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Pubic lice (‘crabs’)

Find out about the symptoms, causes and treatment of pubic lice. 

Pubic lice are very small, crab-like parasitic insects which live on the pubic hair. Pubic lice are not necessarily sexually transmitted, but are passed on through close body contact.

Signs and symptoms of pubic lice

Pubic lice can take a few weeks to appear so you may not notice them immediately or have any symptoms.

When they do appear, they are tiny (approximately 2mm) and difficult to see. If you can see them, they are six-legged, with two larger legs like claws (which is why they are sometimes called ‘crabs’).

They are often yellow-grey or red in colour and they attach their eggs to the base of the hairs. The eggs are pale brown in colour and the empty egg sacs are white.

Other signs and symptoms include:

  • Itching in the affected areas (caused by a reaction to the louse saliva)
  • Black powder in your underwear (this is the droppings from the lice)
  • Brown eggs on pubic or other body hair
  • Irritation and inflammation in the affected area (sometimes caused by scratching)
  • Sky-blue spots or very tiny specks of blood on the skin (caused by lice bites)

As well as pubic hair, they may also be found on underarm, leg, back or facial hair. Eyelashes and eyebrows can also be affected but this is less common.

The causes and spread of pubic lice

Having pubic lice is in no way a sign of poor hygiene. They can be passed on through any close body contact including vaginal, anal or oral sex and they may be passed on by sharing towels and bed linen (though this is much less common as lice can only survive for around 24-48 hours if not in contact with the human body).

They cannot jump like fleas or fly and they survive on human blood. Pubic lice cannot transmit HIV or other STIs.

Pubic lice are different to head lice and do not live in the hair on your head. They prefer coarser but more widely spaced hair.

Condoms will not protect you from pubic lice.

Testing for pubic lice

If you suspect you have pubic lice, you need to visit one of the Brook services, a GUM or sexual health clinic or your local GP surgery. Find your nearest using our find a service tool.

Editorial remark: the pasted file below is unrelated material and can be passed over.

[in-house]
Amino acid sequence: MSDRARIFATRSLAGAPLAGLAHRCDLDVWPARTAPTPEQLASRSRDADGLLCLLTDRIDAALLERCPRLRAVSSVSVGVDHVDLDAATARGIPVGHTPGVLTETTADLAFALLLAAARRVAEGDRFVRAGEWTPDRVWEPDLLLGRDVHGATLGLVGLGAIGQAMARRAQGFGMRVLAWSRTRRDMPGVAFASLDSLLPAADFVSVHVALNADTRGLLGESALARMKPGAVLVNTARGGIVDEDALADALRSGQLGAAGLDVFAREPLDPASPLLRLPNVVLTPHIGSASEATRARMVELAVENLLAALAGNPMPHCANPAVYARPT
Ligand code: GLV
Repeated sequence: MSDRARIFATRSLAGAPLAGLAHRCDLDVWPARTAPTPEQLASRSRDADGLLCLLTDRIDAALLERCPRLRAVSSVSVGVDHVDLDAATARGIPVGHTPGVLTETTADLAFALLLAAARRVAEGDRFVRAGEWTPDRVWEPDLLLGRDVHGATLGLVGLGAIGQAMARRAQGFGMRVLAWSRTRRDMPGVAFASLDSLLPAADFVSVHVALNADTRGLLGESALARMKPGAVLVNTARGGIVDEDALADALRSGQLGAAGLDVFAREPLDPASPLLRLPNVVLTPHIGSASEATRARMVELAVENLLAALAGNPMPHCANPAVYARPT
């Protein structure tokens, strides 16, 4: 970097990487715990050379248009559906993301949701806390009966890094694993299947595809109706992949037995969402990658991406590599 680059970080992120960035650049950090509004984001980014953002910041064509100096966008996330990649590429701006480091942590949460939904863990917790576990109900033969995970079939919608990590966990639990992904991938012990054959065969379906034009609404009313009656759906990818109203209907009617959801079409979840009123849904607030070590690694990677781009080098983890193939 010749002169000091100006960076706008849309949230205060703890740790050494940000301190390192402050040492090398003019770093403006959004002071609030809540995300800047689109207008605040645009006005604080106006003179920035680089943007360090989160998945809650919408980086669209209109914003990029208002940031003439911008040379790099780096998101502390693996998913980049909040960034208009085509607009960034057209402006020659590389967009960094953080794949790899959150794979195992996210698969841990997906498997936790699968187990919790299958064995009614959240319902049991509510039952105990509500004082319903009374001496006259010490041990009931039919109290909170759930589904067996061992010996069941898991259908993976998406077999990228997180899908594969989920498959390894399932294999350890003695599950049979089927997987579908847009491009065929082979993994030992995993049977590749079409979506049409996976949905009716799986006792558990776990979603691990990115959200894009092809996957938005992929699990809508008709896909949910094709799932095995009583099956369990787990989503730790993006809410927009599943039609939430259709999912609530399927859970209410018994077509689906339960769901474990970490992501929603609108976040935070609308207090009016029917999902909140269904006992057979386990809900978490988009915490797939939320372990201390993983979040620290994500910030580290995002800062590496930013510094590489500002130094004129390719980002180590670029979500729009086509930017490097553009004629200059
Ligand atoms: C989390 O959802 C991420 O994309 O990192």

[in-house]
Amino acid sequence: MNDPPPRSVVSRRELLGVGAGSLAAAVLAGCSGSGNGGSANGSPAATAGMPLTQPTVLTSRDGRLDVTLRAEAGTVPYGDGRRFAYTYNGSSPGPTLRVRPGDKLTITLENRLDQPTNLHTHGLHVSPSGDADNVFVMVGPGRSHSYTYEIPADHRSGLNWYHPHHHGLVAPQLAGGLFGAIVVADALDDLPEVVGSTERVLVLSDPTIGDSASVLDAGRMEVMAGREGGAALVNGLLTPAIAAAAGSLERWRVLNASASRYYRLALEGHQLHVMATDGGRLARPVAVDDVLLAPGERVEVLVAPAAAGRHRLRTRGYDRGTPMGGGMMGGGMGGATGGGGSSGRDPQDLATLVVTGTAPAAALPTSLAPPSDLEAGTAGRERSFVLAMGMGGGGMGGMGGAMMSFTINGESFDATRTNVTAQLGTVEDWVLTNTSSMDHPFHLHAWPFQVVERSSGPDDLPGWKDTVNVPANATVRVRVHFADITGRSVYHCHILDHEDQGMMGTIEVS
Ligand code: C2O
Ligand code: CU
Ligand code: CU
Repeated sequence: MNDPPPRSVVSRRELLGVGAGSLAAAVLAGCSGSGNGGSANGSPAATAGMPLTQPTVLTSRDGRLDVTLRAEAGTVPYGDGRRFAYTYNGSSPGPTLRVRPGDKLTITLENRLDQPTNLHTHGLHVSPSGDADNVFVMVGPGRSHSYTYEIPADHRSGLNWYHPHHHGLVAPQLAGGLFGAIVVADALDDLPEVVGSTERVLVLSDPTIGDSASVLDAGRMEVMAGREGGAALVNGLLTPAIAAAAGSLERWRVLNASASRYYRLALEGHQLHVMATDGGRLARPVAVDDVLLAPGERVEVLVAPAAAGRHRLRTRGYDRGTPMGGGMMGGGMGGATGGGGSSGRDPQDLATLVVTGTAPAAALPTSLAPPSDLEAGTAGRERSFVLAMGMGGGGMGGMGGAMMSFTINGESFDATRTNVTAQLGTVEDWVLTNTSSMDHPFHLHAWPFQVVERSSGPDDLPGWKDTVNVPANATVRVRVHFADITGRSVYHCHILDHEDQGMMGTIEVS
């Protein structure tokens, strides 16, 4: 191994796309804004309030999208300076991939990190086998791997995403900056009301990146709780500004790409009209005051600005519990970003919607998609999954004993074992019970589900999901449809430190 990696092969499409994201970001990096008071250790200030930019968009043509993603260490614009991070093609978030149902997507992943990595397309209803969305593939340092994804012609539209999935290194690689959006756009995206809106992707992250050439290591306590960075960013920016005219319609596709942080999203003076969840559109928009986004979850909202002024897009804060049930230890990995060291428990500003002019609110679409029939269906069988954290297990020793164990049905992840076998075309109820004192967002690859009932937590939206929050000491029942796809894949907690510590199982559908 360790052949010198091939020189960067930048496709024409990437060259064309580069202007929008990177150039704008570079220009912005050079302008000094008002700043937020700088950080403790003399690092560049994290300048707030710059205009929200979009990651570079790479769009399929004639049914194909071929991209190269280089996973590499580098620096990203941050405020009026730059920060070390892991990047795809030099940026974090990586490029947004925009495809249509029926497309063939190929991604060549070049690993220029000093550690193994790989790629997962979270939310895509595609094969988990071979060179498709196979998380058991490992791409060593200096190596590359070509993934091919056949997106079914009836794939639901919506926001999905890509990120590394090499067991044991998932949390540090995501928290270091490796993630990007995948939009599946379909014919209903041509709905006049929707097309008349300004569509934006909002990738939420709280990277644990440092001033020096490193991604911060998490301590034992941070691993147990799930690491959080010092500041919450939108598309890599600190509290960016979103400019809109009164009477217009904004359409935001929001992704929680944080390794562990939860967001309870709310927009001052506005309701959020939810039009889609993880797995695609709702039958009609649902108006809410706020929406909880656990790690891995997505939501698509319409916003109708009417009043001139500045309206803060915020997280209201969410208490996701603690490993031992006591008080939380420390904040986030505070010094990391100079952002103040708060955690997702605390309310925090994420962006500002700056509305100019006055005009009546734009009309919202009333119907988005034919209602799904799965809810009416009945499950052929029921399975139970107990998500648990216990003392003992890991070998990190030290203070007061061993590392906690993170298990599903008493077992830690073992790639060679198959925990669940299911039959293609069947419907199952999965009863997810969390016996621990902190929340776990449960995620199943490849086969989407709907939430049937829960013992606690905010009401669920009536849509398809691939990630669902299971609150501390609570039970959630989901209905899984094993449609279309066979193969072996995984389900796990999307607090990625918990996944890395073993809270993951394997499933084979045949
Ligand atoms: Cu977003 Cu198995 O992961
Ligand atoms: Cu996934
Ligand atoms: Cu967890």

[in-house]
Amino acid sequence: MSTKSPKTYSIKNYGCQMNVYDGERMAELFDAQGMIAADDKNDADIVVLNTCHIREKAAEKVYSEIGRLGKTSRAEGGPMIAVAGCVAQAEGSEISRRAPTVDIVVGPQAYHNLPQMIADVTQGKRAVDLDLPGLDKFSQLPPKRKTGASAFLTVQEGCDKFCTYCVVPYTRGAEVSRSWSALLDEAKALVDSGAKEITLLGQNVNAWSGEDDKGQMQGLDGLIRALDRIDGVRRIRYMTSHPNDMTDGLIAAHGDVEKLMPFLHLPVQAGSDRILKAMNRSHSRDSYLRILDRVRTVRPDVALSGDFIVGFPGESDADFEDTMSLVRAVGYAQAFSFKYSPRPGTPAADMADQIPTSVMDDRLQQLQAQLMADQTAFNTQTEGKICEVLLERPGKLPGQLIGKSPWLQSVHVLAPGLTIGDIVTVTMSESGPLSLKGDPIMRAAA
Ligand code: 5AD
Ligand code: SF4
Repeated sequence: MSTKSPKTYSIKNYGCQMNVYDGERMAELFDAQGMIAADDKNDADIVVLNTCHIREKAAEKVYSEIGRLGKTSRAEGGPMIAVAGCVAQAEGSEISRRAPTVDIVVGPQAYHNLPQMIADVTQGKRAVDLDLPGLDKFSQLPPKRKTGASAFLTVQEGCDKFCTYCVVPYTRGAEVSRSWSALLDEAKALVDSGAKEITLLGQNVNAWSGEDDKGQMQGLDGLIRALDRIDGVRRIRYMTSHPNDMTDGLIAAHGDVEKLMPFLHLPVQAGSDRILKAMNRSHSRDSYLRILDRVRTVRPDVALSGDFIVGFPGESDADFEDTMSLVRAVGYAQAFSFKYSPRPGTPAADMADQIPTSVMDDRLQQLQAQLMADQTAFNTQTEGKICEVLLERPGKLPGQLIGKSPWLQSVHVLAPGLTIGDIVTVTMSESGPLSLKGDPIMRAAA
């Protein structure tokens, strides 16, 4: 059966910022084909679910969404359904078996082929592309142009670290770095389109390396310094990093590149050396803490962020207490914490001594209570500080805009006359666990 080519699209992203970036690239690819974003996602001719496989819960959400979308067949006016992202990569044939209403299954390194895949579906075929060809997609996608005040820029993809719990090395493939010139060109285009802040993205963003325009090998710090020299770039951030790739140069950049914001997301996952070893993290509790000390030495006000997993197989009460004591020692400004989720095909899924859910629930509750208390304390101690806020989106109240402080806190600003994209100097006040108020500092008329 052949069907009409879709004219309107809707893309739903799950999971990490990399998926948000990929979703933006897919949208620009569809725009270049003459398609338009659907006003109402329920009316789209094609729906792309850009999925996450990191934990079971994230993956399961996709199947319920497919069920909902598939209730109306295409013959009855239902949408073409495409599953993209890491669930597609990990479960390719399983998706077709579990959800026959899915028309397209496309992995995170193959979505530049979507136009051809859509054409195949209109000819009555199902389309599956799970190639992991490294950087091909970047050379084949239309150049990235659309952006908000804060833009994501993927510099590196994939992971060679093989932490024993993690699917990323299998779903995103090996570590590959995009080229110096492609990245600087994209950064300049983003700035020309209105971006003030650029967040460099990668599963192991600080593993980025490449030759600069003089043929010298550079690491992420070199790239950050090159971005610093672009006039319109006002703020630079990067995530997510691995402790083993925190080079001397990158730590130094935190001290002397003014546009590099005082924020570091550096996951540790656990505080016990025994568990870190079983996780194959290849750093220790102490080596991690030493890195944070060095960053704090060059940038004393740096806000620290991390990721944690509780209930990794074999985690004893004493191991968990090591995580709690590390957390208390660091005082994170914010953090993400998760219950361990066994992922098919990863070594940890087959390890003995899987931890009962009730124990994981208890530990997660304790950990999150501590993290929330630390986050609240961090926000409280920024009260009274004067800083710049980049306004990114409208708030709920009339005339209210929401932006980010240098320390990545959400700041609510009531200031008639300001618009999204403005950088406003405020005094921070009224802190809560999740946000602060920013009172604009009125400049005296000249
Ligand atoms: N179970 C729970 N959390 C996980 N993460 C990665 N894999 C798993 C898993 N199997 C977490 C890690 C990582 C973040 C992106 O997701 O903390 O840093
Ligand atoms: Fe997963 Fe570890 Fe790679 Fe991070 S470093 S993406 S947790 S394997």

There is no test for pubic lice but it is easy for a doctor or nurse to diagnose by examining the areas with a magnifying glass. They will be looking for the lice and their eggs.

Treatment of pubic lice

Pubic lice will not go away without treatment and are likely to be passed to someone else. Treatment can be done at home using special types of insecticide lotions, creams or shampoo which you can get these on prescription or over the counter at a pharmacy.

If they are left untreated, the lice may spread to other parts of the body. The side effects can also cause other issues such as skin irritation and infections. You may find there are empty eggshells stuck to the hairs after treatment but this doesn’t necessarily mean you still have pubic lice.

Make sure to…

  • Apply the solutions to the affected area or your whole body
  • Repeat the process again after three to seven days to ensure the eggs are killed off as well
  • Return to your doctor if the treatment doesn’t work – sometimes pubic lice can develop a resistance to the treatment
  • Check for lice a week after treatment or return to your local Brook service, GUM or sexual health clinic or GP to get them to check for you
  • Ensure that anyone you have had close body contact with is treated too – as well as anyone you live with
  • Wash your sheets and towels at 50 degrees or higher to kill off the lice and their eggs


  • Having further close body contact until you and your partner have finished treatment.
  • Having any sexual intercourse, including vaginal, anal or oral sex until you and your partner have finished treatment and any follow up treatment.
  • Shaving; it won’t do any harm but it won’t necessarily protect you from further infestations because pubic lice only need a tiny amount of hair to lay eggs on.

You can treat pubic lice while you are pregnant or breastfeeding but do let your doctor, nurse or pharmacist know – they will advise which treatments are safe to use.

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